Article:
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Creating a simple Binary Clock How To create a Binary Clock in Java using Canvas Rate Topic: ****- 1 Votes

#1 MrLuke187  Icon User is offline

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Posted 13 November 2010 - 09:34 AM

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Creating a Binary Clock

Table of Content:
  • What is a Binary Clock and How To read it?
  • Getting started
  • Creating JFrame and other needed things
  • Creating the "Clock"-Class
  • Painting the white ovals on the Canvas
  • Painting the Time on the Canvas
  • Decimal to Binary Algorithm
  • Optimizing the Clock
  • The End


What is a Binary Clock and How To read it?
Read this: http://en.wikipedia....ki/Binary_clock

Getting Started
The binary clock we will create in this tutorial will show the time in the classic-binary clock layout. It will show seconds, minutes and hours. After finishing the tutorial, it will probably look like this:
Attached Image

But enaugth of the talking, lets code!

Creating JFrame and other needed things
First, we need the main Method. So lets create a Class for it. I'll call it "Pannel":
public class Pannel {
	public static void main(String[] args){
		// Do something...
	}
}



Now that we have our Main-Method, we're going to break out of the "static"-context by creating a new Class which will create our JFrame and Canvas. I'll call this Class "PannelContent", the Method contentPacker will create our GUI:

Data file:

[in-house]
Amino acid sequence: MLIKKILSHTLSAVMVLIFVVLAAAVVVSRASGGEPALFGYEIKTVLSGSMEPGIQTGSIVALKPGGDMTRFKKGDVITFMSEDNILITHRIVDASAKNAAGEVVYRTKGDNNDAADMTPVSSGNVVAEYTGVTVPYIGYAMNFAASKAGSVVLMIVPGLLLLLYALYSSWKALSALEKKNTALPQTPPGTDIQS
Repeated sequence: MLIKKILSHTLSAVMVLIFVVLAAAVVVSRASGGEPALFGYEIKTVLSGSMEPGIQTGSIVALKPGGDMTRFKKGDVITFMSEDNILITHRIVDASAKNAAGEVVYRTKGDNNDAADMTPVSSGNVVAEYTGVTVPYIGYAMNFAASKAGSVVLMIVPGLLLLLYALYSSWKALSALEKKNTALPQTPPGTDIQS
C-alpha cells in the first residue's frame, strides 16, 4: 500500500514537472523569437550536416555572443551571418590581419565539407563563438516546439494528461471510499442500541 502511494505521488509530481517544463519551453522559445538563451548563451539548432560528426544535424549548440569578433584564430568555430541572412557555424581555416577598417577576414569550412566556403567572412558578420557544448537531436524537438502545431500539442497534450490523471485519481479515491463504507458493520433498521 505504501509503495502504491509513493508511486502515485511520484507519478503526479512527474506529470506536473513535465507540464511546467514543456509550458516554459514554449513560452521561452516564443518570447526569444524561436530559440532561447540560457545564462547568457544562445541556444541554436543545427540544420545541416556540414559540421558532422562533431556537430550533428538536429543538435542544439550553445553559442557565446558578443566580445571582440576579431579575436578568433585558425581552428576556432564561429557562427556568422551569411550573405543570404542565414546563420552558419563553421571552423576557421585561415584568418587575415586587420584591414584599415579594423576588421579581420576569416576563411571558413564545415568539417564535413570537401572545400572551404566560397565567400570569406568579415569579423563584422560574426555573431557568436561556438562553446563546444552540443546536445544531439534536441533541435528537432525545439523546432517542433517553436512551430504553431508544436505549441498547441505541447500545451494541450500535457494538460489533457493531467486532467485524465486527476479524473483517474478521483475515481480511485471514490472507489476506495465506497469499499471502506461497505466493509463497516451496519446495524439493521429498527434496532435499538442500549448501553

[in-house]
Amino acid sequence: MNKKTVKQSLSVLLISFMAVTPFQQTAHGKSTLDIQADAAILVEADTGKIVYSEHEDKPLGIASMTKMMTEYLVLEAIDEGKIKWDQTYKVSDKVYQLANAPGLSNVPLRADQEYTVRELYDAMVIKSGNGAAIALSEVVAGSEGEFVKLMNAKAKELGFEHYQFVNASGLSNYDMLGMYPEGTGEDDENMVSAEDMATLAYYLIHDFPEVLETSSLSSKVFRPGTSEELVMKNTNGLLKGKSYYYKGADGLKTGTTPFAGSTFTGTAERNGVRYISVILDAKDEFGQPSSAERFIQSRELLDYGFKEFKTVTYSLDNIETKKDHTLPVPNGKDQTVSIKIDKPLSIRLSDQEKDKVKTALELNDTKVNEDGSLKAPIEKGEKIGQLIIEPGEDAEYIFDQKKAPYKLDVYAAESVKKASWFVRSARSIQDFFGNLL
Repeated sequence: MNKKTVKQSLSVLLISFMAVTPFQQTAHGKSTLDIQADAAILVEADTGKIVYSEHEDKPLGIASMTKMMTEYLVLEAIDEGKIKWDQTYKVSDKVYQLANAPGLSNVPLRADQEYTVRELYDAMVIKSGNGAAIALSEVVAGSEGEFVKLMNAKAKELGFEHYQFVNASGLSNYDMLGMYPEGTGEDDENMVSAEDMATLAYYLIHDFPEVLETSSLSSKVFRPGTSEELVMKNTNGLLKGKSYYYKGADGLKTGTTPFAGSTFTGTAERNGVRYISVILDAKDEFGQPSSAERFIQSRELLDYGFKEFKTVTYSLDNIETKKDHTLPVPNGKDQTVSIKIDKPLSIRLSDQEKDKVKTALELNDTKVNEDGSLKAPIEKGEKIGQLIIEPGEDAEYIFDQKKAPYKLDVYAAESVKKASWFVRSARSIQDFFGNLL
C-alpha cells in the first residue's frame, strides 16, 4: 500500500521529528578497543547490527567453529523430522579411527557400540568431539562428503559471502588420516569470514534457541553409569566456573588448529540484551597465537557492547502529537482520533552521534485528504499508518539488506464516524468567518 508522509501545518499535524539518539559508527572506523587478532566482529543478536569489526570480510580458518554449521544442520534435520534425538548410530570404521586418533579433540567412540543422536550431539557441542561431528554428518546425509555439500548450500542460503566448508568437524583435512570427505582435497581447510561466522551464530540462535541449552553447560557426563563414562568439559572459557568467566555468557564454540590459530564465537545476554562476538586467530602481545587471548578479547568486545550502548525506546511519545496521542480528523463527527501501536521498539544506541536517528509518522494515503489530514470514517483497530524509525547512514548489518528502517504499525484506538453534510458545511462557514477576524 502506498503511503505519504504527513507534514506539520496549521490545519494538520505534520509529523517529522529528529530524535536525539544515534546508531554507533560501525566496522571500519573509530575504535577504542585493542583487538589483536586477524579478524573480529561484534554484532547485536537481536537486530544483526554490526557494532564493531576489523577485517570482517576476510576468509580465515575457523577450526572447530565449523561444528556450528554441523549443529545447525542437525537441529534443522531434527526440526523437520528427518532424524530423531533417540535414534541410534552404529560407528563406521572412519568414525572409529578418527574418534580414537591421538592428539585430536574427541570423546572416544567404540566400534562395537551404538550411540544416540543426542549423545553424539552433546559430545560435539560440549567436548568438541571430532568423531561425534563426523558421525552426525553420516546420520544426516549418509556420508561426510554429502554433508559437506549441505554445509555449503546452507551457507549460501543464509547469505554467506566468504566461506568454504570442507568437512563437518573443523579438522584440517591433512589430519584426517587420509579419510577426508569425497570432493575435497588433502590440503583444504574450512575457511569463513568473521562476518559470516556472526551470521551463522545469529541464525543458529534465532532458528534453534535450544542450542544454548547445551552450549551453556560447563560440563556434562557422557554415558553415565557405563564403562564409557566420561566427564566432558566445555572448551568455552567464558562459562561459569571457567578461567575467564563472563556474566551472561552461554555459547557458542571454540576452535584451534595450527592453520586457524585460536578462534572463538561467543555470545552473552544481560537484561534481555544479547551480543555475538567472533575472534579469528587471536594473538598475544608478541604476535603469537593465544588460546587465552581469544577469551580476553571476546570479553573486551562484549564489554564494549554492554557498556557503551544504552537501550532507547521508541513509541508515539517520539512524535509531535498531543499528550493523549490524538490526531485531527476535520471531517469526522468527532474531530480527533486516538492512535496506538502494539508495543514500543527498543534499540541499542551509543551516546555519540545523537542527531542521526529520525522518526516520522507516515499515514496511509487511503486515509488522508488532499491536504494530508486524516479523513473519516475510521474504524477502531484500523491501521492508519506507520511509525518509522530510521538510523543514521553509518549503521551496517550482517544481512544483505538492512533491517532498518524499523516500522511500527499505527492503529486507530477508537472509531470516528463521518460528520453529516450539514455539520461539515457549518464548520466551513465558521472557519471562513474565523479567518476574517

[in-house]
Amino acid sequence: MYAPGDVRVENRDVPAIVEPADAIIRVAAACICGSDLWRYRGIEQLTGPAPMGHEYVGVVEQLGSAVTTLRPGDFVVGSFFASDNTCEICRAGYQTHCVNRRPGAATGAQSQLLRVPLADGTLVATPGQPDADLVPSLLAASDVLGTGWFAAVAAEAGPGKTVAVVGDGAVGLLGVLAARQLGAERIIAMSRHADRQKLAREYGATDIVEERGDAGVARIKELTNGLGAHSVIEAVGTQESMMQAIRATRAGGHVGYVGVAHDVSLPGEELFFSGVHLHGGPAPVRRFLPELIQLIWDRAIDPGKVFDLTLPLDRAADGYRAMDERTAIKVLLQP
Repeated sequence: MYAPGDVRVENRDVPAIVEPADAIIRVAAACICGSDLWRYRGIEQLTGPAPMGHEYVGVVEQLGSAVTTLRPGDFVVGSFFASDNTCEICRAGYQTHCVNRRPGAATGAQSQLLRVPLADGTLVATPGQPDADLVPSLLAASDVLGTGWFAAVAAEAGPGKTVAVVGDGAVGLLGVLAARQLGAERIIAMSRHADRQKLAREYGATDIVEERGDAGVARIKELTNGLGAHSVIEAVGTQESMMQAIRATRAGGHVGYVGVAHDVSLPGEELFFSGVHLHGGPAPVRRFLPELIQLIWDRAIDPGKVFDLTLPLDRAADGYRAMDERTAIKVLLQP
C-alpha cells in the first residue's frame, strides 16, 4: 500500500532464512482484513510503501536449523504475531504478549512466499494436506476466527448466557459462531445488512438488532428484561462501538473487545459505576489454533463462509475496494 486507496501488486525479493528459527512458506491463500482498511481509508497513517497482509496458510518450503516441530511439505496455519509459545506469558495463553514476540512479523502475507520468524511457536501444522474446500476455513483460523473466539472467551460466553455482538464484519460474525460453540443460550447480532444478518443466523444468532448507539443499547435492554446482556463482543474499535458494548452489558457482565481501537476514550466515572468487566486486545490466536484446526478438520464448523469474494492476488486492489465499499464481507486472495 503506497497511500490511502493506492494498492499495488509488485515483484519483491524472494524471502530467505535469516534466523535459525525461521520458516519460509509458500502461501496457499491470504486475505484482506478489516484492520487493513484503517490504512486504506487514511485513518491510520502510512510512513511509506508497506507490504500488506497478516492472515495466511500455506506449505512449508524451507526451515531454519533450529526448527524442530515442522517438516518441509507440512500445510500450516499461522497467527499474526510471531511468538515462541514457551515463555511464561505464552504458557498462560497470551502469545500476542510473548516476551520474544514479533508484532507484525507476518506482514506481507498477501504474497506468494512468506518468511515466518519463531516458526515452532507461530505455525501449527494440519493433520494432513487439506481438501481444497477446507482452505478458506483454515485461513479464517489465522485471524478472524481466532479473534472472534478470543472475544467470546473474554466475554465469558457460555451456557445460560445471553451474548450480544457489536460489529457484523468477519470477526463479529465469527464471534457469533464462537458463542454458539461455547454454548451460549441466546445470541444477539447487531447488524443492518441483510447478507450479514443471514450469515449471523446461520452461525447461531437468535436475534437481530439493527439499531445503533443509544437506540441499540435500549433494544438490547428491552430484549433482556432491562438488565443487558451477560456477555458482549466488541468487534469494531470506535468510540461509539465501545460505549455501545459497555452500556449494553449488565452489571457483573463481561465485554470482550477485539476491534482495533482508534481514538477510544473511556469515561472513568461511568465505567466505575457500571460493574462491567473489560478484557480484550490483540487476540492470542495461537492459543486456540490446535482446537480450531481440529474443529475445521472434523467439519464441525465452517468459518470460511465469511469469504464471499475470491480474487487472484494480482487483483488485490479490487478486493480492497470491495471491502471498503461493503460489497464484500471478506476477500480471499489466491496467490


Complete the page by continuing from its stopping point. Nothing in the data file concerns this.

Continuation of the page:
import java.awt.BorderLayout;
import java.awt.event.WindowAdapter;
import java.awt.event.WindowEvent;

import javax.swing.JFrame;

public class PannelContent {
	private JFrame f;

	public PannelContent(){
		this.contentPacker();
	}
	
	public void contentPacker(){
		f = new JFrame("Binary Clock");
		f.setDefaultCloseOperation(JFrame.DISPOSE_ON_CLOSE);
		f.setResizable(false);
		f.addWindowListener(new WindowAdapter() {
			public void windowClosed(WindowEvent w){
				System.exit(0);
			}
		});
		f.setSize(334, 176);
		f.setVisible(true);
	}

}



Now we have a Class "Pannel", containig our main-Method, a class called "PannelContent" containig a Method contentPacker which creats our GUI. But wait, what about the Canvas?

Creating the "Clock"-Class
We're not realy going to use a Canvas, but wehre going to extend the Canvas-Class with our new "Clock"-Class. This looks something like this:
public class Clock extends Canvas{
	
	public void paint(final Graphics g){
		// Paint here!
	}

}


As you might have noticed, we extended the "Canvas"-Class and now we can use the paint()-Method, which will actually paint on our JFrame.

To do that, we need to add the new "Clock"-Class as an element to our GUI:
import java.awt.BorderLayout;
import java.awt.event.WindowAdapter;
import java.awt.event.WindowEvent;

import javax.swing.JFrame;

public class PannelContent {
	private JFrame f;
	// Our Class "Clock":
	private Clock clock;

	public PannelContent(){
		this.contentPacker();
	}
	
	public void contentPacker() throws InterruptedException{
		f = new JFrame("Binary Clock");
		f.setDefaultCloseOperation(JFrame.DISPOSE_ON_CLOSE);
		f.setResizable(false);
		f.addWindowListener(new WindowAdapter() {
			public void windowClosed(WindowEvent w){
				System.exit(0);
			}
		});
		{
			// Adding our "Clock"-Class to the JFrame:
			clock = new Clock();
			f.getContentPane().add(clock, BorderLayout.CENTER);
		}
		f.setSize(334, 176);
		f.setVisible(true);
	}

}



So now we have our Canvas-field to draw on. To show the GUI, you need to call the "PannelContent"-Class in the "Pannel"-Class. The "Pannel"-Class should look like this: